Modernist metal-clad apartments are bright standout in Stucco country
The 17-unit, townhome-style Alan Apartments project in Mesa, Ariz., quickly leased out, once construction was completed in late 2018 – but it took some doing to get its unique exterior past city planners. Building authorities initially took a dim view of the project’s proposed sharp angles and mixed materials, which stood in high contrast to the surrounding traditional beige Stucco.
“This project was made to stand out, and not look like all the boring beige houses around it – on purpose it doesn’t look like anything in the area,” says architect Tim Boyle, principal of Tim Boyle Design. “It was rejected by city staff five times because of how it looks, but we stuck to our guns until the Design Review Board gave it the highest praise.”
Metal plays a significant role in the streamlined profile of the project – known officially as The Alan. Specifically, 12,000 sq. ft. of Petersen’s 22-gauge Reveal 12-in. panels in a Weathered Zinc finish are installed as balcony canopies and unit dividers on both the front and back elevations of the development’s three buildings. The panels are angled in a way that creates a chalet-like sense of space and drama for what are actually flat-roof, box-style structures. This isn’t an uncommon approach for Boyle, who refers to his design style as “2020 Modern.” Metal has become an essential element in this updated edition of modernism.
“Sharp points are essential to the new, crisp look of 2020 Modern style, and metal is the only way to achieve this,” he says, as he explains the geometry of the panels’ slant. “The angle was determined by imagining a line from the top of the second floor to the outer edge of the roof’s overhang.”
While another metal-panel maker was initially chosen for the project, the developer, Porter Kyle Builders (also the development’s installer and general contractor) eventually turned to Petersen’s PAC-CLAD products, which opened its manufacturing facility in nearby Phoenix in 2017. While the ability to purchase directly from Petersen, rather than through a distributor, caught Porter Kyle’s attention, the company soon recognized Petersen offered many advantages.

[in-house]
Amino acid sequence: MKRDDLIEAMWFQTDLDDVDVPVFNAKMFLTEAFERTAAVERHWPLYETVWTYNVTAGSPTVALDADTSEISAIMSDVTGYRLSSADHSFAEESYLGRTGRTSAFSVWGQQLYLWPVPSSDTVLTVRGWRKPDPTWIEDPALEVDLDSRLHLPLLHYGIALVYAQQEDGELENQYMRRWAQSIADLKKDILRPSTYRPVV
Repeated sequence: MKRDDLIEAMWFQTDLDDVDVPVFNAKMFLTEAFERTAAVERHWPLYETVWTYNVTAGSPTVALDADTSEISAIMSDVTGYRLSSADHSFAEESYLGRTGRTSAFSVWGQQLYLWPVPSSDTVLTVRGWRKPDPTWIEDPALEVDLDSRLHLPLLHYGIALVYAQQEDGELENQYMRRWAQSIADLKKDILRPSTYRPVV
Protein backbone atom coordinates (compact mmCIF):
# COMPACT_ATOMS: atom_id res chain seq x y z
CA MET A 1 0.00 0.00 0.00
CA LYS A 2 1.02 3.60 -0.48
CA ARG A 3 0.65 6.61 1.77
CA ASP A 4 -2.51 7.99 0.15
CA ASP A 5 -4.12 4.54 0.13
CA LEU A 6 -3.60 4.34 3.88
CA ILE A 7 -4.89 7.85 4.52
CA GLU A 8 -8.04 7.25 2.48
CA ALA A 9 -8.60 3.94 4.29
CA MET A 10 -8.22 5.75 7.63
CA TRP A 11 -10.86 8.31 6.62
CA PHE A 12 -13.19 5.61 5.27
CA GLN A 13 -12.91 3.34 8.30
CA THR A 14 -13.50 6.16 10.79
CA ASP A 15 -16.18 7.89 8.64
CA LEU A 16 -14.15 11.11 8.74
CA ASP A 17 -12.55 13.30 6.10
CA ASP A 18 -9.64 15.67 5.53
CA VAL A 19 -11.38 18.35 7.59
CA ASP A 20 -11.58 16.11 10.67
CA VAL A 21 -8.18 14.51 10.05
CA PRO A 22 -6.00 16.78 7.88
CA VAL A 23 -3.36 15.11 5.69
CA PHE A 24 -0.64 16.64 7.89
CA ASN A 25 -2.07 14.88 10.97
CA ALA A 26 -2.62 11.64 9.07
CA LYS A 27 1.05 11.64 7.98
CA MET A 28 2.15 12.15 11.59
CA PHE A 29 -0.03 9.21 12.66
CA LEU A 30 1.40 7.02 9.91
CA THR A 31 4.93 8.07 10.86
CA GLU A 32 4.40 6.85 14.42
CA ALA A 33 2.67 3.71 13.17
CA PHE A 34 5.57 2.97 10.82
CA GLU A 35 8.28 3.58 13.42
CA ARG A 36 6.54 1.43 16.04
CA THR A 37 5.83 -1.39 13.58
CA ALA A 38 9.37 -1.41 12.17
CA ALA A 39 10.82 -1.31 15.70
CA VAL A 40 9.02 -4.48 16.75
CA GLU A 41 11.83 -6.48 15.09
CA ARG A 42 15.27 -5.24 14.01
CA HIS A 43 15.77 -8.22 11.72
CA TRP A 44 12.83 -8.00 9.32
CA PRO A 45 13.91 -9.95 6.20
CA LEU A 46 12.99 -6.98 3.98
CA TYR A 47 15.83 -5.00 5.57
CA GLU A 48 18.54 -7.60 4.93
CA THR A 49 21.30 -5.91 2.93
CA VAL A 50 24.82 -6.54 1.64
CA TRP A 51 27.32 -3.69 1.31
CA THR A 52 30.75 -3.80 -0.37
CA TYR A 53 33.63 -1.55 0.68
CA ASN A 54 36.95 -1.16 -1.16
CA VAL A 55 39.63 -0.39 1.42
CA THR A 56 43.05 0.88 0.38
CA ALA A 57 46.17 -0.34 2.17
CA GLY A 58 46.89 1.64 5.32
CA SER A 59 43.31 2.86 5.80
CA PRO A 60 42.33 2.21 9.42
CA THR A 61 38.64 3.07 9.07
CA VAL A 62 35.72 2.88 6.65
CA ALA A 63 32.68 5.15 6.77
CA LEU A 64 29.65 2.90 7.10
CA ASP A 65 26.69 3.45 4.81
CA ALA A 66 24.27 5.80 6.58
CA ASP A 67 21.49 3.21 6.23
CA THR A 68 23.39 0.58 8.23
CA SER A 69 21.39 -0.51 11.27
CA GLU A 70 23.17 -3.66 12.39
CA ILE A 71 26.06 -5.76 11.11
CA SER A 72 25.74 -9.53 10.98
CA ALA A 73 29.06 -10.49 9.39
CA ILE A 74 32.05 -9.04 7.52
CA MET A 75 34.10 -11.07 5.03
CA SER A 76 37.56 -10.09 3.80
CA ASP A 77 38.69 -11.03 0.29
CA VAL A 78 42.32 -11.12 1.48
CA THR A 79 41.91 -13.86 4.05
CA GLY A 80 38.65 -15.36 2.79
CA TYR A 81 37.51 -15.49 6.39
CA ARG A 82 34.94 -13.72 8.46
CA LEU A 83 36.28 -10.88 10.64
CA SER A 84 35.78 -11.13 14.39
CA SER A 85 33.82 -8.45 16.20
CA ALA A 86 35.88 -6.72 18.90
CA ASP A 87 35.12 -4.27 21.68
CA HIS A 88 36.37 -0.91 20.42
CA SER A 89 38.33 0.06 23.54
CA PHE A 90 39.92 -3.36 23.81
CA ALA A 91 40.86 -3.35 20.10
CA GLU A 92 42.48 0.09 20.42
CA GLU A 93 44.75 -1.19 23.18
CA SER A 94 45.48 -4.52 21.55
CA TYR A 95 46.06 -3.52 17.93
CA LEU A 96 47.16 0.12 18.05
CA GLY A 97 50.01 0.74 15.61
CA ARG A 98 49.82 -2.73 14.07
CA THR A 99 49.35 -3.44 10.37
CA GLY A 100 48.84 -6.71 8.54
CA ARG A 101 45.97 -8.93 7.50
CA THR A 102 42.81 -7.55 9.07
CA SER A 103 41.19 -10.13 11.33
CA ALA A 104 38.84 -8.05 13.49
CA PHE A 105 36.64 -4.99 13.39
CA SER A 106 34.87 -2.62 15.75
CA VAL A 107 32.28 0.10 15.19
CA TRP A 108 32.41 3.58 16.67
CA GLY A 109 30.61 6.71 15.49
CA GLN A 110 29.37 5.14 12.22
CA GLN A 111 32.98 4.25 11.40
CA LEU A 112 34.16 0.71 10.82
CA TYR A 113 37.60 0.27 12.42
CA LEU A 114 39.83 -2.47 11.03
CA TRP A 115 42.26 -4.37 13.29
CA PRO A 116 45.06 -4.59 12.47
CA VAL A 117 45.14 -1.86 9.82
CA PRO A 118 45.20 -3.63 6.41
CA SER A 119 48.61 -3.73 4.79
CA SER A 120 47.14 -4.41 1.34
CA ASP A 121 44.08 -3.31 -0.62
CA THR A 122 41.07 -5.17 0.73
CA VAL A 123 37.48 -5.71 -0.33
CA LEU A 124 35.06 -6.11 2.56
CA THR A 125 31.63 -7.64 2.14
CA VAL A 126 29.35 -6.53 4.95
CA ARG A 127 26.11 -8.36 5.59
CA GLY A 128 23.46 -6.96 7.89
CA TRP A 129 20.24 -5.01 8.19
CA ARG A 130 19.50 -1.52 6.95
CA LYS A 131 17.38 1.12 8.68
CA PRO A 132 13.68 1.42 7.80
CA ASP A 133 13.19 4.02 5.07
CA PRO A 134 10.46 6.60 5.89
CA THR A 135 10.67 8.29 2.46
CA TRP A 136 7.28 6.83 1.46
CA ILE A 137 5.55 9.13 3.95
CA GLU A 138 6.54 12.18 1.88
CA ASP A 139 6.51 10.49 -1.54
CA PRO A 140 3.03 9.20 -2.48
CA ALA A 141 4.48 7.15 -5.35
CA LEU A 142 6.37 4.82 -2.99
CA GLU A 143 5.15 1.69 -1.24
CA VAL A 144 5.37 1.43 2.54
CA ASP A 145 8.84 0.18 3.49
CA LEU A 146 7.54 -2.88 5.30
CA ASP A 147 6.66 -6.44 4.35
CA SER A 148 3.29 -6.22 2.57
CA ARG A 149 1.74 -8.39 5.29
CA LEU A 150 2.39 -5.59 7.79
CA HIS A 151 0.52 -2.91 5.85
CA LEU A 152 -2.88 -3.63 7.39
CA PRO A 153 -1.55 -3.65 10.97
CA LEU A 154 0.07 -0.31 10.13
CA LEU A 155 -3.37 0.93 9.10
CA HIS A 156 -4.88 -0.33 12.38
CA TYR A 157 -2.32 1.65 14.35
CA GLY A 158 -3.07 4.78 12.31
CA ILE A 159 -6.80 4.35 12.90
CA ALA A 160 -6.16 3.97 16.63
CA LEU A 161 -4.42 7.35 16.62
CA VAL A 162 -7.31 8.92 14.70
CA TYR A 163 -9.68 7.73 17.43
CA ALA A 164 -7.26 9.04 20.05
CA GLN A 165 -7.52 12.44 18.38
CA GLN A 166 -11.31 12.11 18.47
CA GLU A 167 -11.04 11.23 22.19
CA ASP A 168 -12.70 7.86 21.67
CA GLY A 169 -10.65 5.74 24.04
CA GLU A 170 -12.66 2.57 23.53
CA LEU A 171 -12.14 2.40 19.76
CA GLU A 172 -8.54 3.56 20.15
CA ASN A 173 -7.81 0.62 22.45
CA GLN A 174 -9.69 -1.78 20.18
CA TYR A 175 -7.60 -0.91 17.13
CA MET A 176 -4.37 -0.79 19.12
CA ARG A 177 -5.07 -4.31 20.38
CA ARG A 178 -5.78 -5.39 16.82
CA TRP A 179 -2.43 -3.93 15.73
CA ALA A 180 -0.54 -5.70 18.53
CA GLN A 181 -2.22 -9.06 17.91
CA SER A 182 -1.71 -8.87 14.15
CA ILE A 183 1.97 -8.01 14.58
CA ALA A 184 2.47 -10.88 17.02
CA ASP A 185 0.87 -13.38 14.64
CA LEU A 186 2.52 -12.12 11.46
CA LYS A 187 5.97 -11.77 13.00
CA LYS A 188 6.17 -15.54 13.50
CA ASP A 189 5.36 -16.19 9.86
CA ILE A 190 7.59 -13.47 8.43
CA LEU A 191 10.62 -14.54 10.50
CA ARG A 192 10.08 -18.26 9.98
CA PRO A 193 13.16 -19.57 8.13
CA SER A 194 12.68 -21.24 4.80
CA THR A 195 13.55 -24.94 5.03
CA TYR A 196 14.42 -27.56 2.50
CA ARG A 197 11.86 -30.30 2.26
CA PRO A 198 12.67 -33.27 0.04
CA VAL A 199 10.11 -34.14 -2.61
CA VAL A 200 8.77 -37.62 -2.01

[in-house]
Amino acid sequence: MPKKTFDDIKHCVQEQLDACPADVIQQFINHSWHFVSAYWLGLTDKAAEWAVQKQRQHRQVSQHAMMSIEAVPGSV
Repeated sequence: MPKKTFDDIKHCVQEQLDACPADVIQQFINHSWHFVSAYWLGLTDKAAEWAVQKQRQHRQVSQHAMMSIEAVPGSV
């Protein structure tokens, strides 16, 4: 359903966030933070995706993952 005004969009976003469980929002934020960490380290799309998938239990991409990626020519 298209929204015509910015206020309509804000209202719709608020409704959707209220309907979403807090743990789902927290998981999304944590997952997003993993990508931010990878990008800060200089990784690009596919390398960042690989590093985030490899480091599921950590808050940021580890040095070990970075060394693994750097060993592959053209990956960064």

“When we started talking about pricing, we were actually more competitive than the other manufacturer,” says Ben Wildasin, Petersen’s Phoenix representative on the project. He adds that the region’s designers and developers are turning increasingly to metal for their new construction and renovation efforts. “That was one of the reasons we opened the plant in Phoenix to serve the Western U.S., especially wall-panel metal. Metal is a more modern look.”
In addition to providing the convenience of direct sales, Petersen also was able to keep up with the developer’s aggressive construction schedule. “Lead time was a big thing,” he says. “We were able to fill everything on a timely basis and keep them moving. They were extremely happy with us. They continued to get ahold of Petersen for projects.”
Boyle also was pleased with the finished project – and Petersen’s participation. “Price and quality of material were essential for an inexpensive project that looks phenomenal,” he says, adding that he’s not alone in his opinions. “Now the city uses The Alan in its promotional material. It had 10 percent higher rents than expected, was fully rented before it was even finished, and it sold at the highest price per square foot of any multifamily property in the city, ever.”
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